The Most Powerful Trait of a Great Leader

leadership word artIn reading hundreds of books and articles that describe the characteristics of great leaders, it is common to find traits related to vision, courage, accountability, communication, inspiration, trustworthy, results oriented, team builder, etc. But seldom do I see what I believe is the most powerful trait of a great leader.  They Care.

Great leaders genuinely care about their company, their customers, their team but most of all they care about their employees. Caring can’t be taught. It is a personal trait that drives a leader’s every action and every word.  It’s more than emotional intelligence. It comes from your heart.

When leaders care about their employees, employees know it. It solidifies a bond of trust that enables communication and builds strong organizations.  Leaders that care about their employees, coach and mentor them, provide them with challenges and opportunities and help them be successful.  In return, employees stand ready to support the leader’s vision and goals.  This relationship extends far beyond the leader-employee realm and impacts customers and ultimately the company.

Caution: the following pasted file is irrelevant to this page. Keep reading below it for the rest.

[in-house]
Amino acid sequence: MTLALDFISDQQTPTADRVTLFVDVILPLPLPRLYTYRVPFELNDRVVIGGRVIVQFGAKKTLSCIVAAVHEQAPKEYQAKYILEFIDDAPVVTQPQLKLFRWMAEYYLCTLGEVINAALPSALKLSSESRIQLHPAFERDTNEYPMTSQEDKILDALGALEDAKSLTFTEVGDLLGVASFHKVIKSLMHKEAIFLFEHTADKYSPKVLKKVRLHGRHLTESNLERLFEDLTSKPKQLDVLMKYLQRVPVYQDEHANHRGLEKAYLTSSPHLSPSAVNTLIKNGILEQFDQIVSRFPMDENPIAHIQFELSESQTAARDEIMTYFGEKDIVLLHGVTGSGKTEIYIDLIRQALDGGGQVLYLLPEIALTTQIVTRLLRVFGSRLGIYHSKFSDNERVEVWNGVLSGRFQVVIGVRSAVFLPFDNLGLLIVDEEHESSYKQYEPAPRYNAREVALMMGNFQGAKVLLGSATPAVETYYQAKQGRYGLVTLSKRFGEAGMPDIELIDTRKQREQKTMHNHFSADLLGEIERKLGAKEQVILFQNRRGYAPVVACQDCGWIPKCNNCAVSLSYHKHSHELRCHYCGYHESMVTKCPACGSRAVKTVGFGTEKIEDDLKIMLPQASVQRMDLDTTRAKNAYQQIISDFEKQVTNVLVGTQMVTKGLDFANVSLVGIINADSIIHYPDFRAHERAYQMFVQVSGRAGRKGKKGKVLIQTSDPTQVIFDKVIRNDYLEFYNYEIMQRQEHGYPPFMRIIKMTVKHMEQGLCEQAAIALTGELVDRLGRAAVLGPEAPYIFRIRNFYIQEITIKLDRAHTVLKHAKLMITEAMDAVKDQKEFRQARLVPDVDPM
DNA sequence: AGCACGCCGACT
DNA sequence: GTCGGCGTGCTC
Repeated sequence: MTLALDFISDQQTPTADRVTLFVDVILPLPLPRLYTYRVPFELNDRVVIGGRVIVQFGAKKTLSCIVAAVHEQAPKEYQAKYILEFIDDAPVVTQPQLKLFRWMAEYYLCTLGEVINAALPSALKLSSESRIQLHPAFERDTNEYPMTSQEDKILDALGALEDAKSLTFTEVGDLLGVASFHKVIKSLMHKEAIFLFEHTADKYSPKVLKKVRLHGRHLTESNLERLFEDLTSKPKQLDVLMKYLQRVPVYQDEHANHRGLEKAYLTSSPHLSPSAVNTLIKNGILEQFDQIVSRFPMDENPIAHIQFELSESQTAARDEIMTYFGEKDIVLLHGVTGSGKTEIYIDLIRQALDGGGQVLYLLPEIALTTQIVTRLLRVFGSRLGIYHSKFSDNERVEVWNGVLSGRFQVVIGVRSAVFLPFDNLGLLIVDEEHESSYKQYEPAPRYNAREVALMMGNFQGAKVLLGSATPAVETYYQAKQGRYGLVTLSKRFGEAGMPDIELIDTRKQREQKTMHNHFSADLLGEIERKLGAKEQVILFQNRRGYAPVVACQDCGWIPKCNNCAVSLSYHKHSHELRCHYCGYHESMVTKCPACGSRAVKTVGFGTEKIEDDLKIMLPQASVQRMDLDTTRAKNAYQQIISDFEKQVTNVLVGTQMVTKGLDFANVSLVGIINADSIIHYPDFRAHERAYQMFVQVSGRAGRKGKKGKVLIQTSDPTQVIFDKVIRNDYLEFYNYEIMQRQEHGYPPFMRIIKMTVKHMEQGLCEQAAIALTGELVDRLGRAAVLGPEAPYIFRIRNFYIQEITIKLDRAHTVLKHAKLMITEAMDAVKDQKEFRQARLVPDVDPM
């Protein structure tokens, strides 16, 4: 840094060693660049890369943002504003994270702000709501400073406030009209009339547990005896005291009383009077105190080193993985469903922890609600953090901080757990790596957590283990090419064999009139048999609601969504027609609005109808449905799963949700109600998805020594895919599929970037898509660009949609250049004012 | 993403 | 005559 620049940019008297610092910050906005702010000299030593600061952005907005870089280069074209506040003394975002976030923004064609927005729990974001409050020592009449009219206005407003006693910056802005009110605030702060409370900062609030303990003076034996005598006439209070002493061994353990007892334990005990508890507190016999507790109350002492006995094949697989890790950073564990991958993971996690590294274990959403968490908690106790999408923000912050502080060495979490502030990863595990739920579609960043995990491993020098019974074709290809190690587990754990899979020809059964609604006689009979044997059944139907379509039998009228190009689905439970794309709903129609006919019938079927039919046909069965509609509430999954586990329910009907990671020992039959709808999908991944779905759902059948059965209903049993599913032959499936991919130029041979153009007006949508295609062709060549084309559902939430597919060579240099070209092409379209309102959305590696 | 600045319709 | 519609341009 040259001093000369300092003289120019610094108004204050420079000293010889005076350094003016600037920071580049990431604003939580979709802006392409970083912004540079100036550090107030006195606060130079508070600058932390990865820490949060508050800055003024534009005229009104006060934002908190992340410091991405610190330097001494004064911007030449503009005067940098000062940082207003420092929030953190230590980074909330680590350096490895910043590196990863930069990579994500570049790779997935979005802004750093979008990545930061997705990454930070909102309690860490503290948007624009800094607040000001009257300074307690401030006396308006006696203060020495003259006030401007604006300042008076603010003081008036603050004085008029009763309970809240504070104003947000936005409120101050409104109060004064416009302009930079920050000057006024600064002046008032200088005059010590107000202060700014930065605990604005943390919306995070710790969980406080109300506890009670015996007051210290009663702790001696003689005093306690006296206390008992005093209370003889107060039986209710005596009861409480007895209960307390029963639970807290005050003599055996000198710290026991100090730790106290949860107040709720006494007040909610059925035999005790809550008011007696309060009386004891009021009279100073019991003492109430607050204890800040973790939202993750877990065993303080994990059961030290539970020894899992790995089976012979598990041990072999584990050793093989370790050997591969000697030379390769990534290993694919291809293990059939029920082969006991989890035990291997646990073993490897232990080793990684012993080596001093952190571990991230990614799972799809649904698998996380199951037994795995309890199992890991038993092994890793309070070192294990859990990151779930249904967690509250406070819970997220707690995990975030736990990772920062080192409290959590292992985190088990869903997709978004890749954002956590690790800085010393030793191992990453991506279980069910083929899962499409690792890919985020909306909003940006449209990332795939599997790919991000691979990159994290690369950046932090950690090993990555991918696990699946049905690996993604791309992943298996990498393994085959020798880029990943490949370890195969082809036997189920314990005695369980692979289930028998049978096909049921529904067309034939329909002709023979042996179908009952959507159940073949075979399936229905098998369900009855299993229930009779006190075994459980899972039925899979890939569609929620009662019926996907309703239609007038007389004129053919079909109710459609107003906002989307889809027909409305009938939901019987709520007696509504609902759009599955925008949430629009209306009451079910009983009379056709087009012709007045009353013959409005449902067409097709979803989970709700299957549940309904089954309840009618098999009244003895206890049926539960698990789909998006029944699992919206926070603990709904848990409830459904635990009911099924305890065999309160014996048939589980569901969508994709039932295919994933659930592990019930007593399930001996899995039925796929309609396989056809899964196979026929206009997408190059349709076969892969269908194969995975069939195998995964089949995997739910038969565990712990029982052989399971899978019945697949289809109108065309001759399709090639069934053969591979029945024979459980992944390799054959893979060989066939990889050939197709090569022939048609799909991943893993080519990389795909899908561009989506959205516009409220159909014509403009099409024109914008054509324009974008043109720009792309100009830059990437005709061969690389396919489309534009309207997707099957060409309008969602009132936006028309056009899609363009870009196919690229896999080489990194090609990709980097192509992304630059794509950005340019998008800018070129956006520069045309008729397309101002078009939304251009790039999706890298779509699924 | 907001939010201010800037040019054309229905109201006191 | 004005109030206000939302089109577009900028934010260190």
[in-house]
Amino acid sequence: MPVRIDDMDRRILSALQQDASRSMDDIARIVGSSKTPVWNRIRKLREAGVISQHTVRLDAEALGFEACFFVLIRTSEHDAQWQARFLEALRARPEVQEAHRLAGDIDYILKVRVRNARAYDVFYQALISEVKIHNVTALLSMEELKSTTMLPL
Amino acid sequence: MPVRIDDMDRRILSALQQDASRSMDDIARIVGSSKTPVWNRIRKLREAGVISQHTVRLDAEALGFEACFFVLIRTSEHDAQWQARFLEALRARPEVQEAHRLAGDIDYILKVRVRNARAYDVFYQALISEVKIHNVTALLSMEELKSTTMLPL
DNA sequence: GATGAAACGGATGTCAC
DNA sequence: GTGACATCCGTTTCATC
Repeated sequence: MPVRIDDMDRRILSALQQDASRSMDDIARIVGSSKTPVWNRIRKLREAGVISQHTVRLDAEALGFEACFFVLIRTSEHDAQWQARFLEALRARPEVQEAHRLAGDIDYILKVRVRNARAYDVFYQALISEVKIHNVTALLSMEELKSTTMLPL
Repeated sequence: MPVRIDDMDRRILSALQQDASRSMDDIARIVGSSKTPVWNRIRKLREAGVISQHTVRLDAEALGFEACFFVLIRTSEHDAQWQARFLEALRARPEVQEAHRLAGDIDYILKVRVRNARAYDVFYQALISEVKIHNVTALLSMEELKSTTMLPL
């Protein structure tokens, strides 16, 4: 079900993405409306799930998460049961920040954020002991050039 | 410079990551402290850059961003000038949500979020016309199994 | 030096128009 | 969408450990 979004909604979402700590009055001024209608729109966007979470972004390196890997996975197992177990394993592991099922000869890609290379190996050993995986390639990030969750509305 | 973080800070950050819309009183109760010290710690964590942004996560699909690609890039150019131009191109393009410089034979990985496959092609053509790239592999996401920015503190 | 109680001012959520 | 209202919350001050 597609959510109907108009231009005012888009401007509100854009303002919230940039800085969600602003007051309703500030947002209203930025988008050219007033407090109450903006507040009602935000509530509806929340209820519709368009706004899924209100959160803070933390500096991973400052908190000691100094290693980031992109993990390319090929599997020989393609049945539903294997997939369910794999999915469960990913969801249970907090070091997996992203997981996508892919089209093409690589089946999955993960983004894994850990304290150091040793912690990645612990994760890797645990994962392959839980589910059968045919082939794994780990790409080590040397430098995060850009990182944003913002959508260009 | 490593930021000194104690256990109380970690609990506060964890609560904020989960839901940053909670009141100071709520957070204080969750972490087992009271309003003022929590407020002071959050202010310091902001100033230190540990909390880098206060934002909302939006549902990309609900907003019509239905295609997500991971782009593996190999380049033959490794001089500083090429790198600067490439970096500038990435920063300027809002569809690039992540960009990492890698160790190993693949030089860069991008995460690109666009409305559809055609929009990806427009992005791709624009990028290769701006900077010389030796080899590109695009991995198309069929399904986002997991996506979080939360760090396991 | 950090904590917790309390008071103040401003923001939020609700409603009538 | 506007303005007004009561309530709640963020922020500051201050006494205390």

My first assignment leading a customer facing organization was an eye-opener on this very topic. The prior executive used the phrase “butts in seats” to describe our customer agents. He then wondered why the agents were not caring and respectful toward our customers.

Too many organizations under estimate the power of how genuine care and concern for employees translates into employee engagement and high performing teams. When a leader really cares about their employees, they don’t need a checklist of leadership to-dos. They listen because they are interested, coach employees because they want to see them succeed and recognize employees because they value their contribution.

I’ve worked for a few leaders who had these skills. They believed in me, offered me opportunities, and helped me to learn and grow. They challenged me to do more than I thought I could, counseled me when I went astray, held me accountable for results and, when I delivered, rewarded me with more opportunities.  They inspired me to always do my best, not because they expected it, but because I knew they cared.